What is the Influence of Bilingualism on Development for Autistic and Non-Autistic Children?

Post by Dr Rachael Davis

Here at the University of Edinburgh, our new research project is underway to find out whether hearing or speaking more than one language influences children’s development, and importantly, whether these effects are different for autistic and non-autistic children.

Why are we doing this research? There are two main reasons. First, although there is general agreement from research that growing up in a bilingual environment does not have a negative influence on skills such as language development (and could even provide an advantage across a range of social and communication areas), there is less clarity around other so-called ‘bilingual advantages’, for example, the ability to switch between tasks efficiently. We want to better understand these effects of bilingualism by looking in detail how cognitive skills change over time, and how growing up hearing or speaking more than one language can affect these changes across development.

Now we come to our second goal of the study. In addition to the controversies about bilingualism in typical development, there are very few studies that assess the influence of bilingualism in autistic children. What limited literature exists can be summarised as follows: It is unlikely that growing up in a bilingual environment leads to poorer development of language in autistic children and it may also provide advantages in areas like gesture-development, among other communicative skills.

In spite of this, an interview study from our lab shows that many parents are worried about the possible impact of bilingualism on language development. These concerns are not supported by the current (but limited) evidence from research and fail to take into consideration significant factors such as community integration, quality of life and family bonds.

Our research responds directly to these concerns by exploring the impact of bilingualism not just on cognitive development, but on cultural and family factors. We hope this will contribute to a research base to enable families to make an informed decision about speaking more than one language with their child.

The important bits:

We’re travelling UK-wide to meet autistic and neurotypical children aged 5-12 who are being raised hearing or speaking more than one language. There are a few important things to know about our study:

  • We’re visiting families at two timepoints – once in 2019, and then a year later. We’re doing this so that we can see measure developmental changes across time.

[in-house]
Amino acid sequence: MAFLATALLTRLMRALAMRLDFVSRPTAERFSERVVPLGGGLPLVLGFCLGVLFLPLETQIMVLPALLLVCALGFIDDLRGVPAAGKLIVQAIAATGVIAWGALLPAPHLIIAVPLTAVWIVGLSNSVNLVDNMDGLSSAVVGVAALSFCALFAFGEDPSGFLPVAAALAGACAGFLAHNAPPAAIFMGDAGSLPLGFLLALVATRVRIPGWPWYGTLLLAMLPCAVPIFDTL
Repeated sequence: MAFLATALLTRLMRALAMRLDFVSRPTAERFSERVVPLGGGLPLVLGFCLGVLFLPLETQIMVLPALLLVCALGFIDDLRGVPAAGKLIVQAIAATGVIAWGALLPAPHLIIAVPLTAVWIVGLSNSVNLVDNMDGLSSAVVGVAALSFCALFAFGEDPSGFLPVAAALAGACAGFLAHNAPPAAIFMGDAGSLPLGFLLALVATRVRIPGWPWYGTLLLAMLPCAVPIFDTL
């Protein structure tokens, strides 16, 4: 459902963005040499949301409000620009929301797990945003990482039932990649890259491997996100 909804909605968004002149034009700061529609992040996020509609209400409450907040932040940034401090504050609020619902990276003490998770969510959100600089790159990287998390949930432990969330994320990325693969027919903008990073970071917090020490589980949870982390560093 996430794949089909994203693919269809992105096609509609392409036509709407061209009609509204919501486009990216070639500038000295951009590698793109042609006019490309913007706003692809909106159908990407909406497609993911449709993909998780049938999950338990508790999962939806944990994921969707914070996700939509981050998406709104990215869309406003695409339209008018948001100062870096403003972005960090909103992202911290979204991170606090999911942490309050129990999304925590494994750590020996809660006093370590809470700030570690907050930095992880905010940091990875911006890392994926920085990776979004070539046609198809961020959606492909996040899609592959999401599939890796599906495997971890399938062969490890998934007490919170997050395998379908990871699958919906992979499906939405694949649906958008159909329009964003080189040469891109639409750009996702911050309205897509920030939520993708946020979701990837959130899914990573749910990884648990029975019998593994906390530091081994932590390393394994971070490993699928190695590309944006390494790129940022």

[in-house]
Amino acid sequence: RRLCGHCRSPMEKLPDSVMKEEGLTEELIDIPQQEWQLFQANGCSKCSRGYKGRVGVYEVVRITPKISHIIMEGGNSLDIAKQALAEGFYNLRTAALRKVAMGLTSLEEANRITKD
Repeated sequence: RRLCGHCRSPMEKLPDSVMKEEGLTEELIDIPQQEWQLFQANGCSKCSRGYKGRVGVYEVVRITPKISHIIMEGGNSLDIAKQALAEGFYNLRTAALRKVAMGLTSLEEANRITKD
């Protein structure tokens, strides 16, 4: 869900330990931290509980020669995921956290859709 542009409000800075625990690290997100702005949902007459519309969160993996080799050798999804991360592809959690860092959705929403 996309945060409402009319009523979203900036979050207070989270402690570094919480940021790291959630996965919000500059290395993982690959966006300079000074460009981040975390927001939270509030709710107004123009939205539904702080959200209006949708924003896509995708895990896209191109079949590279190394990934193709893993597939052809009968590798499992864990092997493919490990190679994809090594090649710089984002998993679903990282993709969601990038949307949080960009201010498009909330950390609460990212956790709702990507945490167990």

• We’re collecting data about a variety of different abilities including children’s language, social and communicative and executive function skills. We’re also looking at factors like family wellbeing, the importance of cultural identity, and community and religious factors. We’re using a range of toys, computer games and researcher-led assessments to make sure that we can see every child who wants to take part.
  • We’re seeing children with varying levels of bilingual experience. Here are some examples:
    • If a child speaks English at school but speaks a different language at home
    • If one parent speaks English but speaks a different language
    • If a parent doesn’t speak a second language but other family members like grandparent’s do
    • If a parent gave up speaking their native language when thier child received their autism diagnosis
    • If a child speaks very little
    • If a child is monolingual but their parents are not
  • We think it’s really important to look at how the level of bilingual exposure affect development in different ways, so we’re asking families about quantity and quality of language exposure.
  • We have an advisory board as part of our study, who provide an invaluable community perspective. This means that we receive input and feedback at every step of the way from members of the autistic community, parents of autistic and bilingual children, and practitioners and researchers, who have shaped our study design and recruitment plan based on the priorities of the communities they represent. We have tried to ensure that every stage of the project is aligned with the needs of the communities we are working with and for.

This research will allow us to answer important questions about how a bilingual environment affects language and cognitive development. But we need children and families to take part to make this happen!

What to do if you want to take part

If you think this study sounds interesting, then please get in touch! We will be visiting families throughout 2019 and would love to hear from as many families as we can. For more information, please send us an email at autism@ed.ac.uk, visit www.dart.ed.ac.uk or watch the project video below.